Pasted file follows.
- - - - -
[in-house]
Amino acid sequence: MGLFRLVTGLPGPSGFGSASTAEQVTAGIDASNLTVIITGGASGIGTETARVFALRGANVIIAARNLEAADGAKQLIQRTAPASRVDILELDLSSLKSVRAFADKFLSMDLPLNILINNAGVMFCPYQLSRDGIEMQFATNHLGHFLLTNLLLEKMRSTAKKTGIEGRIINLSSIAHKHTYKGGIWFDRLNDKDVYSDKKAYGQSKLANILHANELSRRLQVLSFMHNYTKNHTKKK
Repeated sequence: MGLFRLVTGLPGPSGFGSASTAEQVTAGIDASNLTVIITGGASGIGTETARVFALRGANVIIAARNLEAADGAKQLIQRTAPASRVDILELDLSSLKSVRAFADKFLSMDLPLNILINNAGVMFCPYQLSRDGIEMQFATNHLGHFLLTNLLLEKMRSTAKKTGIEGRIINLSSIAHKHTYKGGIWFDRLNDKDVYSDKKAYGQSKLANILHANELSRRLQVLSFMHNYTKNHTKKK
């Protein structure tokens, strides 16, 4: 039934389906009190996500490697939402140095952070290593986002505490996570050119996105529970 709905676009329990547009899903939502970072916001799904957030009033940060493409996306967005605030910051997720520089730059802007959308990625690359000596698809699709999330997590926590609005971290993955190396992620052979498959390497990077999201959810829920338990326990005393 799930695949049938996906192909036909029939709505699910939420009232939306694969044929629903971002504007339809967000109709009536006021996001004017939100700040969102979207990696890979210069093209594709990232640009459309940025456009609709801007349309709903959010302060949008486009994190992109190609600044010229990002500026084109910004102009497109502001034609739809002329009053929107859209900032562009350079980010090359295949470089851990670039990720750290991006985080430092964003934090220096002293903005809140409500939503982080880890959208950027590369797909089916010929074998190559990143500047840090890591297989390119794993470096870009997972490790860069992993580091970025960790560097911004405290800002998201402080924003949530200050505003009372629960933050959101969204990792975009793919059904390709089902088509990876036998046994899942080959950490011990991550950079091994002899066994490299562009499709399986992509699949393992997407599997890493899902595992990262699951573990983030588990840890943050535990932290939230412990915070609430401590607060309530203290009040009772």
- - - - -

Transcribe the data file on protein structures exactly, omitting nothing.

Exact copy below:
[in-house]
Amino acid sequence: MGLFRLVTGLPGPSGFGSASTAEQVTAGIDASNLTVIITGGASGIGTETARVFALRGANVIIAARNLEAADGAKQLIQRTAPASRVDILELDLSSLKSVRAFADKFLSMDLPLNILINNAGVMFCPYQLSRDGIEMQFATNHLGHFLLTNLLLEKMRSTAKKTGIEGRIINLSSIAHKHTYKGGIWFDRLNDKDVYSDKKAYGQSKLANILHANELSRRLQVLSFMHNYTKNHTKKK
Repeated sequence: MGLFRLVTGLPGPSGFGSASTAEQVTAGIDASNLTVIITGGASGIGTETARVFALRGANVIIAARNLEAADGAKQLIQRTAPASRVDILELDLSSLKSVRAFADKFLSMDLPLNILINNAGVMFCPYQLSRDGIEMQFATNHLGHFLLTNLLLEKMRSTAKKTGIEGRIINLSSIAHKHTYKGGIWFDRLNDKDVYSDKKAYGQSKLANILHANELSRRLQVLSFMHNYTKNHTKKK
């Protein structure tokens, strides 16, 4: 039934389906009190996500490697939402140095952070290593986002505490996570050119996105529970 709905676009329990547009899903939502970072916001799904957030009033940060493409996306967005605030910051997720520089730059802007959308990625690359000596698809699709999330997590926590609005971290993955190396992620052979498959390497990077999201959810829920338990326990005393 799930695949049938996906192909036909029939709505699910939420009232939306694969044929629903971002504007339809967000109709009536006021996001004017939100700040969102979207990696890979210069093209594709990232640009459309940025456009609709801007349309709903959010302060949008486009994190992109190609600044010229990002500026084109910004102009497109502001034609739809002329009053929107859209900032562009350079980010090359295949470089851990670039990720750290991006985080430092964003934090220096002293903005809140409500939503982080880890959208950027590369797909089916010929074998190559990143500047840090890591297989390119794993470096870009997972490790860069992993580091970025960790560097911004405290800002998201402080924003949530200050505003009372629960933050959101969204990792975009793919059904390709089902088509990876036998046994899942080959950490011990991550950079091994002899066994490299562009499709399986992509699949393992997407599997890493899902595992990262699951573990983030588990840890943050535990932290939230412990915070609430401590607060309530203290009040009772």